“Sometimes trying to help somebody can lead to a lecture.” My daughter Kate said that on a recent morning. It’s the sort of philosophical grumble that frequently issues — quietly, whisperingly — from the back seat of my car. We spend a lot of time in the car, and the back seat is where Kate must sit, even though she’s 31 years old, because, tiny as she is, the airbags in front are a threat to her existence. And our frequent rides in the car are the setting for impromptu therapy sessions as Kate, who just happens to have Down Syndrome and Obsessive Compulsive Disorder, struggles to make sense of the world.
As a therapist, I have not been a rousing success. And I do think of myself as the therapist, and the back seat of my car as the couch. Kate has a lot of questions — many of them some form of WHY IS THE WORLD THE WAY IT IS? And many times, these questions are drenched in anxiety — as in why did so-and-so say that to me? Why does she do that? Why did he have to die? Why do I keep doing that? Why is everything turning out wrong?
All this anxiety seems to find an outlet on the long car drive between our house and Innisfree Village, where Kate is a “day-worker.” Innisfree is an idyllic place, or so it seems to me, a “life sharing” community in a beautiful mountainside setting with fun things to work on like old-fashioned looms at The Weavery and gardens and farm animals to take care of. But it’s Kate’s workplace, and she approaches it with lots of worries — about conflicts with her co-workers, real or imagined slights, and, because she has OCD, the knowledge that she is once again very late for work.
So on this particular day, we are hoofing it out to Innisfree Village, and Kate is trying to figure out where things went awry with one of her co-workers. I have been probing around the possibility that Kate herself brought on this day’s problem — because she’s so eager to help people with THEIR problems, or because, like a tongue worrying around a crusty tooth, she inevitably finds the anxiety-provoking element in anything. She has parried away my inquiries with her usual “It’s hard to explain.” This is Kate Code for “Please stay out of my business.” I have suggested that she could have just ignored what so-and-so said and that perhaps so-and-so was not in the mood for helpful advice. But, my own advice has devolved into that dreaded thing: a lecture.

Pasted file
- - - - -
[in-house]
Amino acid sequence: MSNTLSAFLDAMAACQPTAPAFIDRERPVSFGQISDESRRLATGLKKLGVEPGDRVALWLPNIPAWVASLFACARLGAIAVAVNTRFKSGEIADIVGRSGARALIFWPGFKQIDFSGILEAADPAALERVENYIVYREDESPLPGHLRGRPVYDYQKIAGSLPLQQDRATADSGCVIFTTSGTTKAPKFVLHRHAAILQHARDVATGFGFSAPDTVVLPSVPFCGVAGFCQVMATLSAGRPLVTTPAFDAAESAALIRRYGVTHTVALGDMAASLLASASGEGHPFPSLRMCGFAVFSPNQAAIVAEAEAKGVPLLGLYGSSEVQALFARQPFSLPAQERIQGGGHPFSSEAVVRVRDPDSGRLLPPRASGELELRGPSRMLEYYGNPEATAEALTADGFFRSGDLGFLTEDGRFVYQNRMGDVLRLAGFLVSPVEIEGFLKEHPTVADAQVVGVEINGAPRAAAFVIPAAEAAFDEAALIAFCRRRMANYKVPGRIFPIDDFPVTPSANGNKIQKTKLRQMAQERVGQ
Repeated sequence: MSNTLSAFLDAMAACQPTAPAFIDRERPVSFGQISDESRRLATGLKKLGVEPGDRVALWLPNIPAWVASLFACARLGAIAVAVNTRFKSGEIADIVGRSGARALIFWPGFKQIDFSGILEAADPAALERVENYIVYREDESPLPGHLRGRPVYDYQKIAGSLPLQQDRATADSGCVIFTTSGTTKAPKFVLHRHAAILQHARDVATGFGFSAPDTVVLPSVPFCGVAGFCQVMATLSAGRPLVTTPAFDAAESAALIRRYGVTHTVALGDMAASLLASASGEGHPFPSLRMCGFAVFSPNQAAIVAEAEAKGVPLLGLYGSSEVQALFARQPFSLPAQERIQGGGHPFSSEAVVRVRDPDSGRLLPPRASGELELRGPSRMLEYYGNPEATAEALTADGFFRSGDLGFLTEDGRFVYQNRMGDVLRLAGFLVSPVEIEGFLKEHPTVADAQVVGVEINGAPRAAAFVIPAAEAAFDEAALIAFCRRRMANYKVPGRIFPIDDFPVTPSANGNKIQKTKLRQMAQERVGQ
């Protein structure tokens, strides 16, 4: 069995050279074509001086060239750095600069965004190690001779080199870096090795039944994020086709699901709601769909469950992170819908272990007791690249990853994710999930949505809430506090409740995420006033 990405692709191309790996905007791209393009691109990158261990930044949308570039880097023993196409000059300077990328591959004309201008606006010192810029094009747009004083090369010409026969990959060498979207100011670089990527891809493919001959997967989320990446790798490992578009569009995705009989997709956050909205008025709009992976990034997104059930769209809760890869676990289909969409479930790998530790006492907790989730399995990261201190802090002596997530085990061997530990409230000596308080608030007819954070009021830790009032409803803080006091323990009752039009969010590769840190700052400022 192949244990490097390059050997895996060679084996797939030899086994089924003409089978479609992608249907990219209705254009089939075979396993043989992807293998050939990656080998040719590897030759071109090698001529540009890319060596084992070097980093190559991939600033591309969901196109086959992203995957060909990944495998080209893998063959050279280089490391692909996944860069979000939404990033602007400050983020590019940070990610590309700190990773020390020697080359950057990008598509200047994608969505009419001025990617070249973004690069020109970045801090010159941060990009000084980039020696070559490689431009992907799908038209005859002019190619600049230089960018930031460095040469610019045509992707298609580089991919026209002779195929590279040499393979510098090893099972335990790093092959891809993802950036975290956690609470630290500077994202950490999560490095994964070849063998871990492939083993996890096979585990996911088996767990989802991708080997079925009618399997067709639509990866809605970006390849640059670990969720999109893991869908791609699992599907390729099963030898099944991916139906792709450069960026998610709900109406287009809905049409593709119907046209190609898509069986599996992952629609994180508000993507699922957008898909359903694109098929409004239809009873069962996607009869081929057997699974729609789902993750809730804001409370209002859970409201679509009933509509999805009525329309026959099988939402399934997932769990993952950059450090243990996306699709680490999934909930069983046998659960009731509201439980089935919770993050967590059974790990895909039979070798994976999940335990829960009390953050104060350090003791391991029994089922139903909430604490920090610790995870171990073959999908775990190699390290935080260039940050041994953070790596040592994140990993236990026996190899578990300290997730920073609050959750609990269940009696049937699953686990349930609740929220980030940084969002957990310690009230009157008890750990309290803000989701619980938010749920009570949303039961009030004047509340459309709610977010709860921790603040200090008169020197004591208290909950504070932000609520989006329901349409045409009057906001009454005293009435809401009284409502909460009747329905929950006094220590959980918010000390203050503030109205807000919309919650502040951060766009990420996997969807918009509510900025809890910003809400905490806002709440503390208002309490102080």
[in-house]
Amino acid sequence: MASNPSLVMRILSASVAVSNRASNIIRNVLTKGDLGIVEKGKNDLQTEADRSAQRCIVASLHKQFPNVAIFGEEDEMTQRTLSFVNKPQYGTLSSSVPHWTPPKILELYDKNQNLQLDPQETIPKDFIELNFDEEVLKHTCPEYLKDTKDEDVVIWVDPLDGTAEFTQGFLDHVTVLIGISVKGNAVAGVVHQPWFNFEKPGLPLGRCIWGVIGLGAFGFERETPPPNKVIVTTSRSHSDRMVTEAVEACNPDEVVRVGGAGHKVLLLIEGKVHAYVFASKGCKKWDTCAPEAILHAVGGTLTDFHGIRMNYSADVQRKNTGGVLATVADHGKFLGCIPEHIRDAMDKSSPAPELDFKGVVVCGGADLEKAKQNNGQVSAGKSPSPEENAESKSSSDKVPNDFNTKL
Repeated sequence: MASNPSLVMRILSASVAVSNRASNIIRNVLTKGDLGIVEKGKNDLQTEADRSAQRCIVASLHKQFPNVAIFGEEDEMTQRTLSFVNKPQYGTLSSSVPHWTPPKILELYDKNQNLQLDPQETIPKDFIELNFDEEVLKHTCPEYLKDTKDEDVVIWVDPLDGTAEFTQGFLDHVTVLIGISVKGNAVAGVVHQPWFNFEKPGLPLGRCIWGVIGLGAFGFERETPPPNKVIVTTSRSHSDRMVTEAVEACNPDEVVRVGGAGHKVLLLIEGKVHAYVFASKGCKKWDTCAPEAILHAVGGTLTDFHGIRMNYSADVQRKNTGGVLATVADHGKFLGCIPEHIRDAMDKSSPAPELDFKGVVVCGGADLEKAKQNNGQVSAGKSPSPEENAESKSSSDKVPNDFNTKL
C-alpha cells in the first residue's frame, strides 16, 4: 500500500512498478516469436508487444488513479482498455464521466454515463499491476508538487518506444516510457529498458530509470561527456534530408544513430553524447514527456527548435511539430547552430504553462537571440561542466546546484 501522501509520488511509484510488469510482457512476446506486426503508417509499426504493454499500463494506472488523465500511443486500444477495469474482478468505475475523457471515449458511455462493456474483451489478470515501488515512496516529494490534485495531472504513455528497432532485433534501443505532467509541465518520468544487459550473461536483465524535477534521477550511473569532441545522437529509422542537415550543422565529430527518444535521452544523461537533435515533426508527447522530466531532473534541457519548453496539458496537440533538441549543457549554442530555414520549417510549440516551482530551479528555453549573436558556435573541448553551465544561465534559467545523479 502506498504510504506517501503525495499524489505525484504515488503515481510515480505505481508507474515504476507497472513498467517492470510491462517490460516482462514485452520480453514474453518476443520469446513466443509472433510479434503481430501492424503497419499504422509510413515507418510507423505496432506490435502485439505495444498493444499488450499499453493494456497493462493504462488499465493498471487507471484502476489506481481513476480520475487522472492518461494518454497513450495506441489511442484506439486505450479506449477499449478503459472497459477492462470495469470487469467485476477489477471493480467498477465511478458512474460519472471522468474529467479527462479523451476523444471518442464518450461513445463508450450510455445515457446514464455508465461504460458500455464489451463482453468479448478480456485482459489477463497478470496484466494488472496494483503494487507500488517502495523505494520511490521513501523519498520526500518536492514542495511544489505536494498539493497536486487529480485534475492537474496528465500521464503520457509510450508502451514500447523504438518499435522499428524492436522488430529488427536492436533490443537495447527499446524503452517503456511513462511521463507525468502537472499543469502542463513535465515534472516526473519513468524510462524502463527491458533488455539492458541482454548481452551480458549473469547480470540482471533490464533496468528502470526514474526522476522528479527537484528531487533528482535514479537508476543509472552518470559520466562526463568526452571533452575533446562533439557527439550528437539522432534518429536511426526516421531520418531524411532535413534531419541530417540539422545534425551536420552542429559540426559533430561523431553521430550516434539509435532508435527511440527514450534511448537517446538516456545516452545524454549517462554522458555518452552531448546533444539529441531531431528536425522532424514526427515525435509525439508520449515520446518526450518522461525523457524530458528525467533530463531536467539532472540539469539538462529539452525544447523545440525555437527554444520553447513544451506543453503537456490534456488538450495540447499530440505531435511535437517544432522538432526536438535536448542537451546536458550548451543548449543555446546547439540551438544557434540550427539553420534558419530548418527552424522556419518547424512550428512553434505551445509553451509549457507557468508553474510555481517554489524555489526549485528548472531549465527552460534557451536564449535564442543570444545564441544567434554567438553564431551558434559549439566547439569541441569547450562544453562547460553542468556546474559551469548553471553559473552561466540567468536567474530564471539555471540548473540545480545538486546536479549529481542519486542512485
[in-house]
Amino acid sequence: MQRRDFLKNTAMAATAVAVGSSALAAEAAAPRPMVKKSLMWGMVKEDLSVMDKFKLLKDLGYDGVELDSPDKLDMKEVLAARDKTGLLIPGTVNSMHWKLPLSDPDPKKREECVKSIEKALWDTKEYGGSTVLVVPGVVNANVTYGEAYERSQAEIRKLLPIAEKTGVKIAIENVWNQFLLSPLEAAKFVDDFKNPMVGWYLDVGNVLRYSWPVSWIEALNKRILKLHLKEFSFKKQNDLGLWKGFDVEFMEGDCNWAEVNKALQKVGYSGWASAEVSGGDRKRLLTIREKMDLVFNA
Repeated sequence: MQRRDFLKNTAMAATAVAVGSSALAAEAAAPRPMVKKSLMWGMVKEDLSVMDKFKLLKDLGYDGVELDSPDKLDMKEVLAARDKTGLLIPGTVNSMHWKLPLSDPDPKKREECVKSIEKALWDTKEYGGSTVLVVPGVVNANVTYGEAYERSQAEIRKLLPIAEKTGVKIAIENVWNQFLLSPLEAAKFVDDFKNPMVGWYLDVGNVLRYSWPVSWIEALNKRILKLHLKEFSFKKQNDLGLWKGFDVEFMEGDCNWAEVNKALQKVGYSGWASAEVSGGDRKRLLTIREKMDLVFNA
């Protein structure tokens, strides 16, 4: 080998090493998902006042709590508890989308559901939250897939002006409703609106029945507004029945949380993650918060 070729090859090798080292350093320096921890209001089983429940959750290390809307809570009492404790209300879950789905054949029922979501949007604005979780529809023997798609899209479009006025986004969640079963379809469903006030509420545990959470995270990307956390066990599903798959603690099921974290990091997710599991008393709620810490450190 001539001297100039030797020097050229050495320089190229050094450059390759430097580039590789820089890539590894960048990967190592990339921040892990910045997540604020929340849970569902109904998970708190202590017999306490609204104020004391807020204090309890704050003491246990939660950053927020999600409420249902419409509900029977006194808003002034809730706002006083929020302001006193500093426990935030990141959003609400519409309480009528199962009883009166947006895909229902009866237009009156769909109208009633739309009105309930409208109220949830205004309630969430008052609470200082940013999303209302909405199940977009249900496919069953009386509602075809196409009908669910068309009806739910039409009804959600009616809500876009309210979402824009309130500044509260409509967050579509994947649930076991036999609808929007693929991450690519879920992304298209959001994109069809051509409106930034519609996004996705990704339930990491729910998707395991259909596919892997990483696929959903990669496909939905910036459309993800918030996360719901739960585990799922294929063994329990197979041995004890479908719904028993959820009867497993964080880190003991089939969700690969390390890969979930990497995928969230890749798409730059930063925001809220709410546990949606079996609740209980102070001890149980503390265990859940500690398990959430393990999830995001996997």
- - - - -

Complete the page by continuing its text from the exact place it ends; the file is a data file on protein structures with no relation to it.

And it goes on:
Obviously, Kate needs a real therapist. Not because I feel like giving up ( I’ve been doing this on-the-road therapy for about seven years now), but because some person other than Mom might not have all her insights trashed as “lectures” — thus being of more actual assistance to Kate. Her former therapist closed her practice — could she have fallen into despair due to Kate’s failure to improve even one iota in getting to work on time? Well, anyway, now I’m on the look-out for a new one.
Have you ever tried to find a therapist for a person with an intellectual disability? Not a popular niche in therapist world, let me tell you. Nor for that matter is being a psychiatrist to the intellectually un-gifted a category of interests you’ll find on anybody’s professional website. On top of which, Obsessive Compulsive Disorder is considered more or less un-treatable. Who wants that niche? One of my closest, dearest friends is a psychotherapist, and when I myself was in therapy, she told me that I was the kind of patient who would be a favorite — that thinkers and intellectual types are “fun” to do therapy with/on/whatever. Though I’m here to tell you that my daughter, despite her disability, should be hugely popular with therapists. Why? Because she does not stop thinking, wondering and asking why. And here’s the perfect example. The very first thing she said to her first therapist on her very first office visit was “How do people change?”
What a moment. I sat there just admiring the hell out of my daughter and thinking, wow, that’s the million-dollar question, and how’s this therapist going to deal with it? I was intrigued. But the therapist’s answer was kind of disappointing, kind of a parrying question of her own. But who would have anticipated that question from this tiny person with Down Syndrome?
So here I am with Kate and these existential questions, which continue to issue from the back seat. And really, I wouldn’t have it any other way.